Whatever to do about the paint

My '86 has been a well-sorted car for the last 14 years that I’ve owned her. On most horizontal surfaces, however, the paint has become horrific, especially the hood (from the heat, of course).I don’t drive the car anywhere near as much as I’d like because the paint is so bad. I love the car but it would just be irresponsible of me to spend $7500-$10k to have the car painted. Maybe in five years that would be OK, but that is a lot of maybes.

I keep toying with the idea of stripping the car down and painting her myself. Has anyone done this in the last five years or so? I ask with the time restrictions as I suspect that paint formulations and availability has changed a very great deal in the last few years. Given the changes in paint systems I am assuming I will gave to go down to bare metal or very close to it, by sanding. Can you do it without pulling the glass? Any advice? Or, conversely, am I overestimating the cost?


I assume your 86 has thermoplastic paint. That stuff is a bitch. The best way to bare metal that stuff is to first scarify it with 3M Roloc 80 or 60 grit disks. The point is to just scar the paint badly, but don’t hit metal. Then take a buffer with 80 grit and just sand the remains off.

Option 2 is don’t strip anything and get a cheaper paint job. Maaco it, you’ll get five good years out of it for $2500 or so. Won’t be terrible.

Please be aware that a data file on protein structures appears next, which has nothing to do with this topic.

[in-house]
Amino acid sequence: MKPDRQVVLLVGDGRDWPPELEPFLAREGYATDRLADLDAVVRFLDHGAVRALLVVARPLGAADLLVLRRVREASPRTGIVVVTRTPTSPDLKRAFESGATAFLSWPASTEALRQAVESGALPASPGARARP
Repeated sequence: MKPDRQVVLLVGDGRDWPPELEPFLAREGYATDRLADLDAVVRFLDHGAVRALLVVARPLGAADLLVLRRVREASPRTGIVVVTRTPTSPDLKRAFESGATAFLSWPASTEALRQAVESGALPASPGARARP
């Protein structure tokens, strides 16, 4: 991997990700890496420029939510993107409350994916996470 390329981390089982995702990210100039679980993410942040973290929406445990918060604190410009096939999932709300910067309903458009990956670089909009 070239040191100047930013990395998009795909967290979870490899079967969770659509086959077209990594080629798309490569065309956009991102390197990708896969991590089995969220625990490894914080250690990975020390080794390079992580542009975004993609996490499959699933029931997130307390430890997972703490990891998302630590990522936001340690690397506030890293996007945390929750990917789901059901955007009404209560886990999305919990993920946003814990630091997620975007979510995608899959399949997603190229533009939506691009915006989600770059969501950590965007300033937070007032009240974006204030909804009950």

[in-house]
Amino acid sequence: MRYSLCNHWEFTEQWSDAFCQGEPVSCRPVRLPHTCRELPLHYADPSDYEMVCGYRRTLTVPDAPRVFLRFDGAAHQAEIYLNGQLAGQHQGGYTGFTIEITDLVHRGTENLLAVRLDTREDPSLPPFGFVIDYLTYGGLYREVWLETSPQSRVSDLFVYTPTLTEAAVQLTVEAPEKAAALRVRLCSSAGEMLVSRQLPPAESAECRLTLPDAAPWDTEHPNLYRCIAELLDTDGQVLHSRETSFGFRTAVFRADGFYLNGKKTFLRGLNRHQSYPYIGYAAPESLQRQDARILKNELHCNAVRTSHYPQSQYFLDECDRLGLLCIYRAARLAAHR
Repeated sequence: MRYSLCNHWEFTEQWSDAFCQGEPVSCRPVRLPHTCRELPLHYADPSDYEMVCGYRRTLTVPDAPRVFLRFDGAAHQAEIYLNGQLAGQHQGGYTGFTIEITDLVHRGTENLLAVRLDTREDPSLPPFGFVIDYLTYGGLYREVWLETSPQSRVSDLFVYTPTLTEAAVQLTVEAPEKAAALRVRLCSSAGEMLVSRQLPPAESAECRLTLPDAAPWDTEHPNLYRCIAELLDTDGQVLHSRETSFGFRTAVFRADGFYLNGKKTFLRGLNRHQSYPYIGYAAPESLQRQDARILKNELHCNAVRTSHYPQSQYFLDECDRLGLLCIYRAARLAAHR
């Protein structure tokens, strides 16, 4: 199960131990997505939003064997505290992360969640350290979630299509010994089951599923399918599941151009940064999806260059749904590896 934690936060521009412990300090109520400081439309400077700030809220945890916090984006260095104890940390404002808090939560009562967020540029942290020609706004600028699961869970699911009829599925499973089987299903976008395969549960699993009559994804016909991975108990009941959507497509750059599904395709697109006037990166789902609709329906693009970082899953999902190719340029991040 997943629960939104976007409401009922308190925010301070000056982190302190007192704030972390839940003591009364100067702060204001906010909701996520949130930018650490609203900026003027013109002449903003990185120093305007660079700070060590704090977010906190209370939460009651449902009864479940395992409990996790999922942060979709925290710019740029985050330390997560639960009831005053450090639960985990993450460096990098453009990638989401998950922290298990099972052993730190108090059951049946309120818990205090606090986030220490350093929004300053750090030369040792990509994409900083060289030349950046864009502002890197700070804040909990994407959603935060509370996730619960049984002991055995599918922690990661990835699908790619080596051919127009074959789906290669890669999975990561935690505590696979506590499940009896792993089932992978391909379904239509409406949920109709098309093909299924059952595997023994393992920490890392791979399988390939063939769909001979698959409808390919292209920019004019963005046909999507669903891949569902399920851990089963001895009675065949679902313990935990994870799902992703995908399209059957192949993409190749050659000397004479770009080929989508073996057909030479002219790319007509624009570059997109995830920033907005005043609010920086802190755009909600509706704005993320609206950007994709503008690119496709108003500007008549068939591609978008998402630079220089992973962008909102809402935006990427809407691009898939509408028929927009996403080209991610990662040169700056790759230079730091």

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A couple more things… pull the glass, because it’s not hard.

On paint systems… your location matters. Where I live you can get PPG Deltron and wow what an easy paint for someone like me that never painted a car. You could fix any mistake. Orange peel was easily sanded off and buffed back. I painted in a plastic pipe and plastic wrap tent… got bugs and dirt in the finish… And you just scrape them out and buff it up! Amazing stuff PPG Deltron!

I’m wondering how well you could do with a combination of your own work and the Maaco cheap paint job. Remove all the trim yourself, do as much block sanding as you can handle, then take it to Maaco and have them slap paint on it.

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Hi there, check out this guy he sends his S type in for a el-cheapo spray job at Maaco. There are several vids about the paint job pros and cons so check out his channel.